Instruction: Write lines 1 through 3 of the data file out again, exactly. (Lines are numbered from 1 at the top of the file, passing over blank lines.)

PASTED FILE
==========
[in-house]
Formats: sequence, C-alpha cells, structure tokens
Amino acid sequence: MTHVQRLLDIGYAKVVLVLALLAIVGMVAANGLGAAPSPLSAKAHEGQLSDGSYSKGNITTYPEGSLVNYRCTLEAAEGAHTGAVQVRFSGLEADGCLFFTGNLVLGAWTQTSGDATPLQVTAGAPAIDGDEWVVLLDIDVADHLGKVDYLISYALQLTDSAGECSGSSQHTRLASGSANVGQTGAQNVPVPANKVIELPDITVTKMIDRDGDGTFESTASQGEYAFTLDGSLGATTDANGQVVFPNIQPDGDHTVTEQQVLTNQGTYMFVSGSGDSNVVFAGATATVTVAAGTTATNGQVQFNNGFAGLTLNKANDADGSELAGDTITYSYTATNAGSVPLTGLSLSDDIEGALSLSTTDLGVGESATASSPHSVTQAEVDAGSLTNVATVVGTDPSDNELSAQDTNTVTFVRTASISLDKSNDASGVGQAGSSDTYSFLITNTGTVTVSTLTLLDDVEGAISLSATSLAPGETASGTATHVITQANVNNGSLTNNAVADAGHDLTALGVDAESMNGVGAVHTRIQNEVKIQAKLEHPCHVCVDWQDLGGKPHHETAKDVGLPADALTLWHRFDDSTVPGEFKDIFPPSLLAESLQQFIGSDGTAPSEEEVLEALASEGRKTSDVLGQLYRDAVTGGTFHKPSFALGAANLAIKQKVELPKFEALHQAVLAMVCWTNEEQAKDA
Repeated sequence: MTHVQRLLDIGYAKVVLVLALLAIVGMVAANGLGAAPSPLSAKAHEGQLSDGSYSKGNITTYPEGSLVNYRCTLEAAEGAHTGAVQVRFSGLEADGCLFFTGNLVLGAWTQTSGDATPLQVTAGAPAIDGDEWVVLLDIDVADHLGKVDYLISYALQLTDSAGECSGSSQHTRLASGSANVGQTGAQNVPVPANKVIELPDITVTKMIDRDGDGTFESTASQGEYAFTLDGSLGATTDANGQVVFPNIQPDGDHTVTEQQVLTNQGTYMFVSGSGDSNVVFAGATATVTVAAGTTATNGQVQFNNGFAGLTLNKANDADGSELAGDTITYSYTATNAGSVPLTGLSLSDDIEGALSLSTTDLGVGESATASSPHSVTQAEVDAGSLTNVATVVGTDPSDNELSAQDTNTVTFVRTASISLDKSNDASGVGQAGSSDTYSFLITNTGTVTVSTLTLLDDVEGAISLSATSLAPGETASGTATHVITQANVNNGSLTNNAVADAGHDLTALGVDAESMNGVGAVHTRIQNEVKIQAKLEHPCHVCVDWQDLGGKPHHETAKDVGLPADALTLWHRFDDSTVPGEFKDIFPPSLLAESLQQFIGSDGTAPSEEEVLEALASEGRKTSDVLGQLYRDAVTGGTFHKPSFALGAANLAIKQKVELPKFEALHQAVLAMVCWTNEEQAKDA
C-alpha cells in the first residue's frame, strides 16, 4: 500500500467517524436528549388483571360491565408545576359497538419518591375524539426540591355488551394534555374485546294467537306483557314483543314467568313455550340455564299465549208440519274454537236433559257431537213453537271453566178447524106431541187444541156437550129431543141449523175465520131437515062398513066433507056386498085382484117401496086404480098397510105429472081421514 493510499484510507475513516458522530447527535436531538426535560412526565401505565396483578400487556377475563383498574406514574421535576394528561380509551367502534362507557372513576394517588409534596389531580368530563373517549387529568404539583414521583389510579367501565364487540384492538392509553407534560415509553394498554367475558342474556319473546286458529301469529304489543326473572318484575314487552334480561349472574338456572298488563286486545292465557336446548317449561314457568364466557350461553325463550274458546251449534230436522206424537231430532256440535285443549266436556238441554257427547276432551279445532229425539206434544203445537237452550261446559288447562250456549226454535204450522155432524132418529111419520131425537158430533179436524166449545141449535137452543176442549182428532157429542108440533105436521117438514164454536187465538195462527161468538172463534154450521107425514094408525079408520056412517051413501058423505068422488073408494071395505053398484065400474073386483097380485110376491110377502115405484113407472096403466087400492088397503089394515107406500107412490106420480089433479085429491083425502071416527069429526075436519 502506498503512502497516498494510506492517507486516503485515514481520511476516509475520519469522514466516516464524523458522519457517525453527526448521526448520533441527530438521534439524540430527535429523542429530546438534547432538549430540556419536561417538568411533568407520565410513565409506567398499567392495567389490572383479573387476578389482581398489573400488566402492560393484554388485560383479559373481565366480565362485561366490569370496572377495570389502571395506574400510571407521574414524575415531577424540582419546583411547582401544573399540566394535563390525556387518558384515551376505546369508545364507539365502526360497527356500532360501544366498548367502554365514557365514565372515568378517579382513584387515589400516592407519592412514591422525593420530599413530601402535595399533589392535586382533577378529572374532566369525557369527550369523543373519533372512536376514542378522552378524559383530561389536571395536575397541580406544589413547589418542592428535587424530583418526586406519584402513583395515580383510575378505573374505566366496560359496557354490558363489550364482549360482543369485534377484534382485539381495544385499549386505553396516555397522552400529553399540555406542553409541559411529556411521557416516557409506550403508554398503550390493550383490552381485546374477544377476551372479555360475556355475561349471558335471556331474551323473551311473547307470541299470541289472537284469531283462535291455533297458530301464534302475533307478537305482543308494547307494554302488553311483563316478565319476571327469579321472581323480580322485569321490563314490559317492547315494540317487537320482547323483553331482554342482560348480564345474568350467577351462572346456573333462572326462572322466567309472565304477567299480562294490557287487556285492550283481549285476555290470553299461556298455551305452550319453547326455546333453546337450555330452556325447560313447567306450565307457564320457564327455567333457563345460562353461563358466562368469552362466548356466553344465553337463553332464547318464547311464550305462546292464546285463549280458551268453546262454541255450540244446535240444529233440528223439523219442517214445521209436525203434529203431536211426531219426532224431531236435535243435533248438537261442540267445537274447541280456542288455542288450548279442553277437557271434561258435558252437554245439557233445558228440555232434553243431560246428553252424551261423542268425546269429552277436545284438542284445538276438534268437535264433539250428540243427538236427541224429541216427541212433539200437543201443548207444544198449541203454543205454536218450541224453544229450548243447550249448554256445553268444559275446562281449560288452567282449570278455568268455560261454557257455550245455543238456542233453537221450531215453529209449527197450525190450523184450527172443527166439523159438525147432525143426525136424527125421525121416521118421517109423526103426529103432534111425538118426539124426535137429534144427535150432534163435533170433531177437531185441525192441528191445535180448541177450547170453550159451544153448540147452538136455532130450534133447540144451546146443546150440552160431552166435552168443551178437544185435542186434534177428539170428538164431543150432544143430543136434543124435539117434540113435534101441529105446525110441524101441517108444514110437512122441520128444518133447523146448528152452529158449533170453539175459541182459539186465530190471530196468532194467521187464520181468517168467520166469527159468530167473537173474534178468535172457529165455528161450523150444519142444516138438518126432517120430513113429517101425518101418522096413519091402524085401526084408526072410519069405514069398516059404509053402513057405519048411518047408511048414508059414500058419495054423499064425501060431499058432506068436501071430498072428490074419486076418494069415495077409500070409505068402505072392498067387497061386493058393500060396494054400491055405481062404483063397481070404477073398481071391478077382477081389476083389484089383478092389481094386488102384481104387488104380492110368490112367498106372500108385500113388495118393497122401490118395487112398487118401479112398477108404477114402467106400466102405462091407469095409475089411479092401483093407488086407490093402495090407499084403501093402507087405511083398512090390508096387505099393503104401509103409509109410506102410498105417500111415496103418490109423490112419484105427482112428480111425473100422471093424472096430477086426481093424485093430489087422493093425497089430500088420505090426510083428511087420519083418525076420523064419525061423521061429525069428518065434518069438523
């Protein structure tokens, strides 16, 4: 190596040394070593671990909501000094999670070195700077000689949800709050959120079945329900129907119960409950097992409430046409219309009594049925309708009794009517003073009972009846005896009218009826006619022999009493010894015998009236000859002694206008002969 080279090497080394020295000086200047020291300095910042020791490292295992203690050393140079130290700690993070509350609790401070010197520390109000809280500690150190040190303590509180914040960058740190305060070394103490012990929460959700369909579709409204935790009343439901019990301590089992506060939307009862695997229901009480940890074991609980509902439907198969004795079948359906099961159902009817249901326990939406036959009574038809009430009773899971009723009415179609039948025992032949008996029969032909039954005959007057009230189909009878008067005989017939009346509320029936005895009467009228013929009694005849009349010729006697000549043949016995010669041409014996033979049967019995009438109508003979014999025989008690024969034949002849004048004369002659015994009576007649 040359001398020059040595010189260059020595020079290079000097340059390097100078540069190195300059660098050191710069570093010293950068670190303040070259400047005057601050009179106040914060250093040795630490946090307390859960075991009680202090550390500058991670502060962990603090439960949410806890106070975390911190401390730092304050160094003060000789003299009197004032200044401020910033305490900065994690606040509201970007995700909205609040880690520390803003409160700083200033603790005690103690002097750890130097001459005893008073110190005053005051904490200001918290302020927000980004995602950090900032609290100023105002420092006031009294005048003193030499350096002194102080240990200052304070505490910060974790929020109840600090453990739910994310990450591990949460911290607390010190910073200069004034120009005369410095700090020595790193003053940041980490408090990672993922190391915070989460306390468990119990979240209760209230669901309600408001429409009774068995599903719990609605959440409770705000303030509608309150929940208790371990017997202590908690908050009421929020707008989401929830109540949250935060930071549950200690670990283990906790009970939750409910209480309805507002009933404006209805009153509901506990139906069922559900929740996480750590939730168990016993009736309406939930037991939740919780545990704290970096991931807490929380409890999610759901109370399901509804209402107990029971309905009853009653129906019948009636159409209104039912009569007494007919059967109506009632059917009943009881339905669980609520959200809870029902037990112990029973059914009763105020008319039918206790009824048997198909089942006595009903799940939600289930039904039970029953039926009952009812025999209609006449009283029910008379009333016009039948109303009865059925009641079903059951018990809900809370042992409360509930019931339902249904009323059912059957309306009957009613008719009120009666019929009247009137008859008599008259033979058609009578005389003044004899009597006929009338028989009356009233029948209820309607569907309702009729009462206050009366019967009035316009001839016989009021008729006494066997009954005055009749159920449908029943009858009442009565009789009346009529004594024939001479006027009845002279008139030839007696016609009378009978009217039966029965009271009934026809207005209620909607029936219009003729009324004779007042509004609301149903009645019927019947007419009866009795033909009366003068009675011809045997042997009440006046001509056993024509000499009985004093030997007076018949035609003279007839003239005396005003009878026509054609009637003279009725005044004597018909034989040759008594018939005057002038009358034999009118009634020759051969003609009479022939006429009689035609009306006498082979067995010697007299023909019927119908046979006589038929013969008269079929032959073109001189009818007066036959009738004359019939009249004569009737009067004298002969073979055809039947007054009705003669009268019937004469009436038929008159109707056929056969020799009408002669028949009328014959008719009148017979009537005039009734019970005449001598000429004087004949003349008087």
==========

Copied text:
[in-house]
Formats: sequence, C-alpha cells, structure tokens
Amino acid sequence: MTHVQRLLDIGYAKVVLVLALLAIVGMVAANGLGAAPSPLSAKAHEGQLSDGSYSKGNITTYPEGSLVNYRCTLEAAEGAHTGAVQVRFSGLEADGCLFFTGNLVLGAWTQTSGDATPLQVTAGAPAIDGDEWVVLLDIDVADHLGKVDYLISYALQLTDSAGECSGSSQHTRLASGSANVGQTGAQNVPVPANKVIELPDITVTKMIDRDGDGTFESTASQGEYAFTLDGSLGATTDANGQVVFPNIQPDGDHTVTEQQVLTNQGTYMFVSGSGDSNVVFAGATATVTVAAGTTATNGQVQFNNGFAGLTLNKANDADGSELAGDTITYSYTATNAGSVPLTGLSLSDDIEGALSLSTTDLGVGESATASSPHSVTQAEVDAGSLTNVATVVGTDPSDNELSAQDTNTVTFVRTASISLDKSNDASGVGQAGSSDTYSFLITNTGTVTVSTLTLLDDVEGAISLSATSLAPGETASGTATHVITQANVNNGSLTNNAVADAGHDLTALGVDAESMNGVGAVHTRIQNEVKIQAKLEHPCHVCVDWQDLGGKPHHETAKDVGLPADALTLWHRFDDSTVPGEFKDIFPPSLLAESLQQFIGSDGTAPSEEEVLEALASEGRKTSDVLGQLYRDAVTGGTFHKPSFALGAANLAIKQKVELPKFEALHQAVLAMVCWTNEEQAKDA